The Supreme Court has decided that a convicted murderer cannot be executed unless he has a rational understanding of the fact that he is going to be put to death and of the reason for his execution. Panetti v. Quarterman, 551 U.S. 930, 954–60 (2007). In announcing that rule, however, the Court did not decide what rational understanding means in this context. It acknowledged that a concept like rational understanding is difficult to define and cautioned that normal or rational in this context does not mean what a layperson understands those terms to mean….
The habeas petitioner in our case, John Ferguson, contends that under the Panetti decision he is mentally incompetent to be executed. As the facts come to us, Ferguson has a mental illness but he does understand that he is going to die by execution, and he understands that it is going to happen because he committed eight murders. Ferguson also believes, as tens of millions if not hundreds of millions of other people do, that there is life after death. Countless people also believe, as he does, that they are among God’s chosen people. But Ferguson’s religious belief is more grandiose than that because he believes that he is the Prince of God….
One could argue, as Ferguson’s attorneys do, that his belief that he will be resurrected as the Prince of God negates a rational understanding that he will be killed and thereby establishes that he is not mentally competent to be executed. That cannot be correct. Panetti cannot mean that a belief in resurrection or other forms of life after death is inconsistent with the rational understanding of death that is required for mental competence to be executed. If it did mean that, most Americans would be mentally incompetent to be executed.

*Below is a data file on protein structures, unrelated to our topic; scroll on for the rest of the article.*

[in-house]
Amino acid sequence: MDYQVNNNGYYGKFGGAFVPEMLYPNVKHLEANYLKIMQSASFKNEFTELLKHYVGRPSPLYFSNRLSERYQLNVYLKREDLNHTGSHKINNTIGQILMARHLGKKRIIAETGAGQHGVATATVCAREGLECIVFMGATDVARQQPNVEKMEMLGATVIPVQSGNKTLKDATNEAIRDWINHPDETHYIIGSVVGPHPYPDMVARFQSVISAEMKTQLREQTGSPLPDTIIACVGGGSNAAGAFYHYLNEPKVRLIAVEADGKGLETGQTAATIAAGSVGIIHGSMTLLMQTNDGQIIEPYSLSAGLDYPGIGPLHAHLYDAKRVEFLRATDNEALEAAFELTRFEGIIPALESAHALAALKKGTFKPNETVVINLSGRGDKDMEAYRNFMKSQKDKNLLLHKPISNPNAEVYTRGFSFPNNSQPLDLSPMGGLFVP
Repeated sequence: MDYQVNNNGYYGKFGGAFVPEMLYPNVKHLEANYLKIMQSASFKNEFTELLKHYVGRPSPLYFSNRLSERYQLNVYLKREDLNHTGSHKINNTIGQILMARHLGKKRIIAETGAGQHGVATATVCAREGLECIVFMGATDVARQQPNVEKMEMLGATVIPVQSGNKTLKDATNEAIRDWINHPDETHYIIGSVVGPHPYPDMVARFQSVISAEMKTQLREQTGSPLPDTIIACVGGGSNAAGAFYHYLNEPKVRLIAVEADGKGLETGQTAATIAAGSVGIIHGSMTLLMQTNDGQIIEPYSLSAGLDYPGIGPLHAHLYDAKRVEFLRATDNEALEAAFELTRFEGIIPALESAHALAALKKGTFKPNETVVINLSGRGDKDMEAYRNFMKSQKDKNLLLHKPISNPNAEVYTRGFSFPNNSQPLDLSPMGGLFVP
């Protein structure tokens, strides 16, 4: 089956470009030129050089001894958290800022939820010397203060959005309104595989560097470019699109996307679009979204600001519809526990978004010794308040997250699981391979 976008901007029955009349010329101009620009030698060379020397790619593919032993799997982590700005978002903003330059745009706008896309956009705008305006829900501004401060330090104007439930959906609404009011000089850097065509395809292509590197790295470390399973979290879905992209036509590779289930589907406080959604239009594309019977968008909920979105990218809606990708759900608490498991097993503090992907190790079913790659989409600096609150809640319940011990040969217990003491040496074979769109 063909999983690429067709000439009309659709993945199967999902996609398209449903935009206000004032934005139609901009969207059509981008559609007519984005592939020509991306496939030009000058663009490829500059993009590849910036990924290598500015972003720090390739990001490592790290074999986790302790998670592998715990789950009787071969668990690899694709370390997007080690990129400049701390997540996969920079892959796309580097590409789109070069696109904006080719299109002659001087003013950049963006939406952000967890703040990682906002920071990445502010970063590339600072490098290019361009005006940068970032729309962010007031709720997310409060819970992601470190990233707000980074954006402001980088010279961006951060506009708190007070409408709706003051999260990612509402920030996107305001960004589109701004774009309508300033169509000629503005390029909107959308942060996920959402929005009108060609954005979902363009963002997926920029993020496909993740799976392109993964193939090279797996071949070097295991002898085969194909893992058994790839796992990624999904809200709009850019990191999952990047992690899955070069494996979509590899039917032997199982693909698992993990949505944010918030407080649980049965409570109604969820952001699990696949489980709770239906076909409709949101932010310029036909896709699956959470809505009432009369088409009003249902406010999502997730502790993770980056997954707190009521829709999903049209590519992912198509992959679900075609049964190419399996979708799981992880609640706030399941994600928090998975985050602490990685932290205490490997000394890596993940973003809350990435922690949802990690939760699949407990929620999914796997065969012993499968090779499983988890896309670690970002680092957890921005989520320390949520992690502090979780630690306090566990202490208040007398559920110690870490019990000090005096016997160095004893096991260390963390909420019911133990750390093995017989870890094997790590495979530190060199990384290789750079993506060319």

While Ferguson’s thoughts about what happens after death may seem extreme to many people, nearly every major world religion — from Christianity to Zoroastrianism — envisions some kind of continuation of life after death, often including resurrection. Ferguson’s belief in his ultimate corporeal resurrection may differ in degree, but it does not necessarily differ in kind, from the beliefs of millions of Americans. [Details, including a canvass of many religions throughout the world, omitted. -EV] …
A conclusion that a particular belief about the afterlife and one’s role in it is extreme enough to be irrational, delusional, and indicative of incompetence to be executed is only a few steps away from the same conclusion about any person who believes in resurrection, in heaven or hell, or in any variation of life after death. Courts should be reluctant to treat as a symptom of mental illness anyone’s belief about what will happen to him after he dies. It is beyond the ken of courts to measure the rationality of religious beliefs –– what will happen to us after we pass through the dark curtain of death is the ultimate non-justiciable question.
Because the state courts’ determination that Ferguson possesses a rational understanding of his execution and the reason for it is not so lacking in justification that there was an error well understood and comprehended in existing law beyond any possibility for fairminded disagreement, AEDPA precludes us from disturbing their judgment.